On 18th July 2019, Kenya Film Commission in partnership with Film Lecturers and Trainers Association of Kenya (FLeTA-K) sponsored a film screening event at KCA University. The film screening event attracted over 100 students drawn from various universities within Nairobi that offer film studies.
Subira, tells the story of a young woman faced by societal prejudice but is determined to realize her dream.
Following a successful screening, Ms Ravneet Sippy Chadha, the director of Subira, engaged students on the journey in producing the multiple-Kalasha award-winning feature film and key lessons learnt in the film production.
“It took me eight years to make this film and I am glad that it has been appreciated everywhere in East Africa. My vision was to produce a world-release film. Currently, we are in talks with German distributors and Netflix to acquire it for Africa.
It is important that we develop the local film industry. There is also greater need for collaboration among the students in the universities that offer film studies since these are the filmmakers of tomorrow. For instance, Bollywood is 100 years old and it has taken time. Filmmakers in India travelled to various parts of the country in a bid to build audience for their films and that is what we wish to achieve with our film Subira.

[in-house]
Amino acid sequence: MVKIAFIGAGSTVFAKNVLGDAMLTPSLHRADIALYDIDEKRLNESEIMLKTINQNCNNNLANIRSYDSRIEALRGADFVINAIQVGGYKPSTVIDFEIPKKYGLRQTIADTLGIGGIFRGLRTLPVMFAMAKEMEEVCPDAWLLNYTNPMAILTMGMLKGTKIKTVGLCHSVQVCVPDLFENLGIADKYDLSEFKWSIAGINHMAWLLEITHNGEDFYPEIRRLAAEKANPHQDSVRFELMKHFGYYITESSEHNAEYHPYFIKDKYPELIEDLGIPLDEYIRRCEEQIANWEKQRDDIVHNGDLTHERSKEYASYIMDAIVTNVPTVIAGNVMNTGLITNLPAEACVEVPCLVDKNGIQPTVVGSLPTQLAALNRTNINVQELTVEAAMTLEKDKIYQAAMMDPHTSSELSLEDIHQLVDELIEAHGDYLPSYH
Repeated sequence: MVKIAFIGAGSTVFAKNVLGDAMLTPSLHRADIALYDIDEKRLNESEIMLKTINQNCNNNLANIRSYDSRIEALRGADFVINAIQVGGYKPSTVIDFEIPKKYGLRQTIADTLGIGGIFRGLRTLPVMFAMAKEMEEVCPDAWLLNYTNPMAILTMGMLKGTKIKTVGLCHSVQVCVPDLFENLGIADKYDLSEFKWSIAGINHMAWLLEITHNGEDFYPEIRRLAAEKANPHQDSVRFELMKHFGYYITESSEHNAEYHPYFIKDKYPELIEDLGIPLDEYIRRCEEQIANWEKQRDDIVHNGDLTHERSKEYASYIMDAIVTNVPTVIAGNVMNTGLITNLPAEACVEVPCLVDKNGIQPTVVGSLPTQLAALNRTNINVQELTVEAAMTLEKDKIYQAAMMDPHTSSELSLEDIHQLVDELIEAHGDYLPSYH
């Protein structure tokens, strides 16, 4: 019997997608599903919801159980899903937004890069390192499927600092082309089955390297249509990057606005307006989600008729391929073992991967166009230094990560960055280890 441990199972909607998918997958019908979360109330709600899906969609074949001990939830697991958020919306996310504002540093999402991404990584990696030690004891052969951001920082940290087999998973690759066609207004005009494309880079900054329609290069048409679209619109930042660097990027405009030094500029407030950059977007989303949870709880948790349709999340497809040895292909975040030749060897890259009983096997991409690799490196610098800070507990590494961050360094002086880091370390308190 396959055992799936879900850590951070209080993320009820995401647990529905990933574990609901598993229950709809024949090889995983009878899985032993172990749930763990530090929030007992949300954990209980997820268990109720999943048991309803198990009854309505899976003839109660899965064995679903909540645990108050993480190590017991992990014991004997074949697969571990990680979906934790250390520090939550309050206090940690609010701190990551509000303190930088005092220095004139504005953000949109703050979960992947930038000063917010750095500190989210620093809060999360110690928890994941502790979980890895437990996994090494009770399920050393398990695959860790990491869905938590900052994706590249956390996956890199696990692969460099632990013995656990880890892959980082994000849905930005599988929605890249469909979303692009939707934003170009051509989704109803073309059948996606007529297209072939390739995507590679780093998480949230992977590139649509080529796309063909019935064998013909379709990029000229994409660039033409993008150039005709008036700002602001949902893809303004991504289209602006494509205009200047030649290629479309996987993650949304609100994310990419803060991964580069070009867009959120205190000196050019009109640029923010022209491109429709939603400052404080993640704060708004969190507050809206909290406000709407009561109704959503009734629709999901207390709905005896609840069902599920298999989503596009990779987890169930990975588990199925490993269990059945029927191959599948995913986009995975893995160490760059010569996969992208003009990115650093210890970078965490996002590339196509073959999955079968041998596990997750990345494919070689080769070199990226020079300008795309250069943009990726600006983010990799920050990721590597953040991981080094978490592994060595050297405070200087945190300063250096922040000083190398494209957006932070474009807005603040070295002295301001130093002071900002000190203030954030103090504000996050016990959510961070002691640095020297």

A lot of research went into the feature film Subira. The context of the film was inspired by Lamu Island which creates a strong symbolism. Since the story was inspired by true events, I focused on keeping the film as realistic as possible.”
In attendance was the film’s lead actress, Brenda Wairimu, who notes that: “Kenyans are hungry for local content. They are eager to see people who look and speak like them. Film producers need to publicise their works more.” When asked about the challenge she experienced in the film, she remarks, “the biggest challenge is letting go of myself while on set since one always has personal perspective versus what the director wants done. This has led to fights with the directors sometimes.”
Noting the importance of the film screening, Ms Sippy notes that, “It is important that we screen Kenyan films so that we build an appetite for local productions. These are great avenues for producers to get feedback as the audience critic films since once a film screens, it belongs to the audience.”
The Film Lecturers and Trainers Association of Kenya (FLeTA-K) is an outfit that brings together scholars of the film discipline with an objective of enhancing film studies in Kenya through capacity building workshops and collaborative film production projects & film research.